Go into a very dark room on a bright day. Make a small hole in a window cover and look at the opposite wall. What do you see? Magic! There in full color and movement will be the world outside the window — upside down! This magic is explained by a simple law of the physical world. Light travels in a straight line and when some of the rays reflected from a bright subject pass through a small hole in thin material they do not scatter but cross and reform as an upside down image on a flat surface held parallel to the hole. This law of optics was known in ancient times.
The earliest mention of this type of device was by the Chinese philosopher Mo-Ti (5th century BC). He formally recorded the creation of an inverted image formed by light rays passing through a pinhole into a darkened room. He called this darkened room a “collecting place” or the “locked treasure room.”
Aristotle (384-322 BC) understood the optical principle of the camera obscura. He viewed the crescent shape of a partially eclipsed sun projected on the ground through the holes in a sieve, and the gaps between leaves of a plane tree.
The Islamic scholar and scientist Alhazen (Abu Ali al-Hasan Ibn al-Haitham) (c.965 – 1039) gave a full account of the principle including experiments with five lanterns outside a room with a small hole.
In 1490 Leonardo Da Vinci gave two clear descriptions of the camera obscura in his notebooks. Many of the first camera obscuras were large rooms like that illustrated by the Dutch scientist Reinerus Gemma-Frisius in 1544 for use in observing a solar eclipse.
The image quality was improved with the addition of a convex lens into the aperture in the 16th century and the later addition of a mirror to reflect the image down onto a viewing surface. Giovanni Battista Della Porta in his 1558 book Magiae Naturalis recommended the use of this device as an aid for drawing for artists.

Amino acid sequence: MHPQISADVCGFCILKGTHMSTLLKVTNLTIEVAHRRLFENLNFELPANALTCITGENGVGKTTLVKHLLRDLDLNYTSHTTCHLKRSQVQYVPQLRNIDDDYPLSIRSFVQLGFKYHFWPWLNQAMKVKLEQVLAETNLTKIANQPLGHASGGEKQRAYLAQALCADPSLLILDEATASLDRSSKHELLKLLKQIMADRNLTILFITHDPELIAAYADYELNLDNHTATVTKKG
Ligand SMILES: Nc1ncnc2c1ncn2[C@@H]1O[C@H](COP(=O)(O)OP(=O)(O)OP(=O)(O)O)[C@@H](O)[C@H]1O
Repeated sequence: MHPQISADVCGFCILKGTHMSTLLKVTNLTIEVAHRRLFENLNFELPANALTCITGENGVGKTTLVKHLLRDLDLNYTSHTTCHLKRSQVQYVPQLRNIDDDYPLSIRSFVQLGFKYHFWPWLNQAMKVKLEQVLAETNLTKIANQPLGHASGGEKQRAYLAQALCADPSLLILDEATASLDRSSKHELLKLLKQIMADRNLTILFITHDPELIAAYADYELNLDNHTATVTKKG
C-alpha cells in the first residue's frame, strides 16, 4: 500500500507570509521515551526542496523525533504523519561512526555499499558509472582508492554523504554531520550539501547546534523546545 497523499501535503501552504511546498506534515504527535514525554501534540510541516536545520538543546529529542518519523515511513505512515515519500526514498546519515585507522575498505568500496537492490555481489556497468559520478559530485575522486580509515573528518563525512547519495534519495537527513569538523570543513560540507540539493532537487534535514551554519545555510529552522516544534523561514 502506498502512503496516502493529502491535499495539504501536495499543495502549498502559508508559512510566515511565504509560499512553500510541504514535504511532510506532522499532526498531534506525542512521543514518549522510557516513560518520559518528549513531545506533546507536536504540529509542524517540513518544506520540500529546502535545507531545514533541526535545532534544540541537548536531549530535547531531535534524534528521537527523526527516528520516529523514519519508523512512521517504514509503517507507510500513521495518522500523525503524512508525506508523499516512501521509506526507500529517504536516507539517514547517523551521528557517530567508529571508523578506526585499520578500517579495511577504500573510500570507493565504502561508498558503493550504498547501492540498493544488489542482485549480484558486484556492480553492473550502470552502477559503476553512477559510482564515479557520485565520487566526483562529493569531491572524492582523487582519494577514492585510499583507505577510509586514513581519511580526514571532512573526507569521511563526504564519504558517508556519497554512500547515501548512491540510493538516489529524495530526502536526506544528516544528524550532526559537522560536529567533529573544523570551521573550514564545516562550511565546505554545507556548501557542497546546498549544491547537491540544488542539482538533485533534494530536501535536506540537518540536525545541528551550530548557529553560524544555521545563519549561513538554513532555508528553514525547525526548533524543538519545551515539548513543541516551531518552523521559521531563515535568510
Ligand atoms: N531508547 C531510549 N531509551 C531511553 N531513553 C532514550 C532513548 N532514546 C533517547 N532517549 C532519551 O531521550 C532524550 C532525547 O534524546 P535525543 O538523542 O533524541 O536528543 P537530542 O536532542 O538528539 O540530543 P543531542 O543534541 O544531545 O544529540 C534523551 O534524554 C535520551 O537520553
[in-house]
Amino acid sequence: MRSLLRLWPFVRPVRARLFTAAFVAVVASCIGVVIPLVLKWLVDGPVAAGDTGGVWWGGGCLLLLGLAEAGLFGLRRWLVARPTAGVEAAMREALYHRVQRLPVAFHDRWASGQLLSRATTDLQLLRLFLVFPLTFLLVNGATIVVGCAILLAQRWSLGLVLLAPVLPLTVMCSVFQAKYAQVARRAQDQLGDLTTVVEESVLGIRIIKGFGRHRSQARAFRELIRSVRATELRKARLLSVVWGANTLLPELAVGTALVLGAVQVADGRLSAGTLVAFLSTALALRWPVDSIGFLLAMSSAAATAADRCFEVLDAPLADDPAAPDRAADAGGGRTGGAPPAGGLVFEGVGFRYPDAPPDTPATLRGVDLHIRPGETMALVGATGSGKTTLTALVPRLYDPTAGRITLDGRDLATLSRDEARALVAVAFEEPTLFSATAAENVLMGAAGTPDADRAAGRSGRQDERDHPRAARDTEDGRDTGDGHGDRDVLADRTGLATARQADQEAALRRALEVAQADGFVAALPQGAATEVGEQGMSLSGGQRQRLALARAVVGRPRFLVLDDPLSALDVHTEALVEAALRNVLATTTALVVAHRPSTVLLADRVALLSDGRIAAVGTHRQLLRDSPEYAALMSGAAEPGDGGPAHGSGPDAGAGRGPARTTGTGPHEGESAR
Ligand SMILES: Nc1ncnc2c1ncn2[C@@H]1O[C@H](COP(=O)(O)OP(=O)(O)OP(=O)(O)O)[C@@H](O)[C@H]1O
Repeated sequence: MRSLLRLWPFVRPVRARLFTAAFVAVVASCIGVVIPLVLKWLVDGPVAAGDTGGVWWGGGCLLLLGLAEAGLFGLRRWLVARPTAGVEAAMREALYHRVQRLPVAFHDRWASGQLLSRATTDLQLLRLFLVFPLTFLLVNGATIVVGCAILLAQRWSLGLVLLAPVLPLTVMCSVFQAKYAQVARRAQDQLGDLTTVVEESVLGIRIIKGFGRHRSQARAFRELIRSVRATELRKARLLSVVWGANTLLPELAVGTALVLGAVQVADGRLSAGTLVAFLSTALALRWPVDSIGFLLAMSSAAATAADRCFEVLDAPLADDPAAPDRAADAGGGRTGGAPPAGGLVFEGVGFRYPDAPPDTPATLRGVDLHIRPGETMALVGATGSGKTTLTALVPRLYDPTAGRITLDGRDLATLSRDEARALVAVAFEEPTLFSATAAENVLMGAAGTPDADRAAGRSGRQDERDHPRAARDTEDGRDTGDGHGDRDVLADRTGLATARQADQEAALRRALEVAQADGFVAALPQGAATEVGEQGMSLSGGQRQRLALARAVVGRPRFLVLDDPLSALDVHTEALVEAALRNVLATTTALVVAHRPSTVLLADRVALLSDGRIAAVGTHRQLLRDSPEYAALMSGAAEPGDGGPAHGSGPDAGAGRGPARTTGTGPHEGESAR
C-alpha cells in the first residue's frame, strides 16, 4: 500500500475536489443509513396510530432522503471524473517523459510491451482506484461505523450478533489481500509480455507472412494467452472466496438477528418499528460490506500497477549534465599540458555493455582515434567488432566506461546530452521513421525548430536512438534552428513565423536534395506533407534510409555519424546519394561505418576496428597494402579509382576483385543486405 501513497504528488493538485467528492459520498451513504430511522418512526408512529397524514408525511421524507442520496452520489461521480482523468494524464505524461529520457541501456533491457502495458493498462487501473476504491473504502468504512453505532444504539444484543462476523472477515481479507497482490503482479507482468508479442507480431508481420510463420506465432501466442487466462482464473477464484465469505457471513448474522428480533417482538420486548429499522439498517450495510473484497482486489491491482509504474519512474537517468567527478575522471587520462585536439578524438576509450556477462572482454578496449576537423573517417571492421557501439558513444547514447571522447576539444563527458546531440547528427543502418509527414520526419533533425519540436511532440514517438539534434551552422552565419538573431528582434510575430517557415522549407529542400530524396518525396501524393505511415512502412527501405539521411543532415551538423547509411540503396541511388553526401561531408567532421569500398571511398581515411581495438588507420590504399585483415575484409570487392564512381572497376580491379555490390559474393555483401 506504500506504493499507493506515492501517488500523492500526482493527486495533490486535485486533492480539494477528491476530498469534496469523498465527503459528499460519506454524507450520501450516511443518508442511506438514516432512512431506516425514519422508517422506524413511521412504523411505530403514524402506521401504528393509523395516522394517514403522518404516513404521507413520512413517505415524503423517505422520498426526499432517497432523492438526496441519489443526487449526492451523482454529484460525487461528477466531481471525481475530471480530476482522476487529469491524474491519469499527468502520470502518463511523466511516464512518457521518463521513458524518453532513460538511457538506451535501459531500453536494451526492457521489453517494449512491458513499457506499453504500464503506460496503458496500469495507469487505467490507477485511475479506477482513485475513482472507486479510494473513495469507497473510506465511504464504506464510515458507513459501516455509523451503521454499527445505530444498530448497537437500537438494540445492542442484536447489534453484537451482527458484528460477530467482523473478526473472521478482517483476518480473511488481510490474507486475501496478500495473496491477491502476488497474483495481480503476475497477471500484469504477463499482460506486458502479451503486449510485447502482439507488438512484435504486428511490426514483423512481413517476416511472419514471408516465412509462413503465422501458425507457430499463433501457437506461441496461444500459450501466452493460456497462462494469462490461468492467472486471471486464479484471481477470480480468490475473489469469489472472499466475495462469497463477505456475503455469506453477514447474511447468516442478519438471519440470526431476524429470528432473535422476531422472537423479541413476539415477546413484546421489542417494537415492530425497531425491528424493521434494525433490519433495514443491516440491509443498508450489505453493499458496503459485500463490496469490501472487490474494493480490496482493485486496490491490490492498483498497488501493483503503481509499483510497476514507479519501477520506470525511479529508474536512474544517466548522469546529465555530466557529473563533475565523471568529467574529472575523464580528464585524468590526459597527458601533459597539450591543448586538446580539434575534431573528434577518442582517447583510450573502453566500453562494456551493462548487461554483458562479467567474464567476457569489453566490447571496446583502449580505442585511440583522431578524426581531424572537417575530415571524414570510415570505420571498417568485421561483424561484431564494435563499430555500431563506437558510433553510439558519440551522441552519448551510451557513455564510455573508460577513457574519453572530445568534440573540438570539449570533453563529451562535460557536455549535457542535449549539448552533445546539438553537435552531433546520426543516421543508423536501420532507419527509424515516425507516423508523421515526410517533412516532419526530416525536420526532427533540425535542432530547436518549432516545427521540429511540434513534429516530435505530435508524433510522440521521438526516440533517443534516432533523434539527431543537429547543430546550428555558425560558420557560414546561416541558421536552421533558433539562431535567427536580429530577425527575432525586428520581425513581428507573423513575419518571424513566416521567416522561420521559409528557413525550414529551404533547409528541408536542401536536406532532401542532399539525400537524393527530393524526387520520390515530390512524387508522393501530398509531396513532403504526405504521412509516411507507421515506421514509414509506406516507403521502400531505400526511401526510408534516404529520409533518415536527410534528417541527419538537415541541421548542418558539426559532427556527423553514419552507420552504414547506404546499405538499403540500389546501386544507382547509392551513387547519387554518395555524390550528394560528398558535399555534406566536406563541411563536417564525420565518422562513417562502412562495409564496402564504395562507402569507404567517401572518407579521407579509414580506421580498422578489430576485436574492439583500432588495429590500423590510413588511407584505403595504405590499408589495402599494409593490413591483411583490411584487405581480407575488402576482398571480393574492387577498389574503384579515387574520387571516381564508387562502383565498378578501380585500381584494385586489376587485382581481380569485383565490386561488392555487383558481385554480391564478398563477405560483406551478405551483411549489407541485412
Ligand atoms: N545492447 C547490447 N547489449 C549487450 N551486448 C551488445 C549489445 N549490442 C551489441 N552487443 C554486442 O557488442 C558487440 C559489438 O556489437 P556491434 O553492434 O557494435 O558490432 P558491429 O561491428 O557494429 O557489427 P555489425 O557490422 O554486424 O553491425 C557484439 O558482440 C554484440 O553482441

Thus are the words to describe a little known artifact of San Francisco history. Perched on an outcropping behind the Cliff House is a piece of San Francisco history that few people ever visit. It’s a shame because the Camera Obscura is an inexpensive place of wonder. For $3 you get to enter a 25′ x25′ box that has a couple or rotating lenses housed in a pyramid that shine down on a white parabolic disc in the center giving you a stunning view of the ocean and rocks of Ocean Beach and there’s no time limit on your stay.
I never went there are a kid, but oddly enough I suggested it to a friend from Texas when we took a trip out to Land’s End to see the ruins of Sutro Baths. At the time it was a dollar to get in which even in the 90’s seemed like a deal. As we entered, it felt like we had walked into some sort of ancient ritual chamber. It was quiet and there was some ambient music playing. We gazed into the disk and something old and magical happened. We were looking into something old, sort of Victorian in nature. There was no CGI involved here it was all a definitely what you see is what you get sort of thing. At the time there were still a few sea lions on Seal Rock and they looked so big that we imagined that one of them would reach out and bite us.
For those who get bored easily the walls contained a holograph gallery. It was a nice addition for those who are of the short attention span theater in nature, but not entirely necessary. We felt transported back in time to the late 1800’s when life was much more simple. We were much more aware of the world around us because this Camera Obscura was bringing what felt far away right up into our face. We walked around the central disk for about an hour mesmerized by the sights we were seeing even though we could have been outside and dropped a quarter into a telescope and seen the same thing. This was more real to us because it was so much bigger.
As stated above the Camera Obscura was noted in a book called Magiae Naturalis. Those words translate into the magic of nature. The Camera Obscura is truly a magic of nature and you should experience it when you get a chance. This weekend would be a good time to do so.
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